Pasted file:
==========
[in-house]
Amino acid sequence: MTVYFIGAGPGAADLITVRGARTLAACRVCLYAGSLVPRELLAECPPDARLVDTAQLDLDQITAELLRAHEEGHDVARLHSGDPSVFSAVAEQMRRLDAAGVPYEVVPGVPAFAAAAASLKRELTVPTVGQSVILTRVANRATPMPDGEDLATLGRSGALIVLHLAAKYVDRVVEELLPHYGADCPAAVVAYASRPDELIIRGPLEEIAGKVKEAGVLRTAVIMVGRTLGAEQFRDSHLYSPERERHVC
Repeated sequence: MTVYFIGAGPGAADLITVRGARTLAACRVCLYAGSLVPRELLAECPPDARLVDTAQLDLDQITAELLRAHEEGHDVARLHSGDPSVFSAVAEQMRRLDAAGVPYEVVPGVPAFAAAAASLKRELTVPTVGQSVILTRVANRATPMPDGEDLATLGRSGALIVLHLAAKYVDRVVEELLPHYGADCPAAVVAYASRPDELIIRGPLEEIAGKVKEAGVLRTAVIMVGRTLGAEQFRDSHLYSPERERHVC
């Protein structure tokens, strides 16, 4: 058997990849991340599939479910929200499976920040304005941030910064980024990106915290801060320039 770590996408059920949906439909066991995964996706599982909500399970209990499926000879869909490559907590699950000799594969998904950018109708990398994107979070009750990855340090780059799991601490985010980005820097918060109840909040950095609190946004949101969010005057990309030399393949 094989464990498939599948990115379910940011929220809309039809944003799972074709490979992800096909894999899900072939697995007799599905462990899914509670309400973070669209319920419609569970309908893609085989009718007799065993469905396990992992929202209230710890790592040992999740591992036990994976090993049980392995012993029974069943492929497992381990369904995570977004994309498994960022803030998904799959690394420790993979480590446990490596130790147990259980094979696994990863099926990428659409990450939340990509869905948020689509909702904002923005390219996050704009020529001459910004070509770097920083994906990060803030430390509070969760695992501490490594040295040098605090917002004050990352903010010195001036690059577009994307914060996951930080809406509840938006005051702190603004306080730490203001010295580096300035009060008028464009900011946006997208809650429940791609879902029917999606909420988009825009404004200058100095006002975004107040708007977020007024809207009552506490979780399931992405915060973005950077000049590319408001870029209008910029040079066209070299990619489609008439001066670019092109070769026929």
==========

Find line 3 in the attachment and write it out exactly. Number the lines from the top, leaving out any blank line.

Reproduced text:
Repeated sequence: MTVYFIGAGPGAADLITVRGARTLAACRVCLYAGSLVPRELLAECPPDARLVDTAQLDLDQITAELLRAHEEGHDVARLHSGDPSVFSAVAEQMRRLDAAGVPYEVVPGVPAFAAAAASLKRELTVPTVGQSVILTRVANRATPMPDGEDLATLGRSGALIVLHLAAKYVDRVVEELLPHYGADCPAAVVAYASRPDELIIRGPLEEIAGKVKEAGVLRTAVIMVGRTLGAEQFRDSHLYSPERERHVC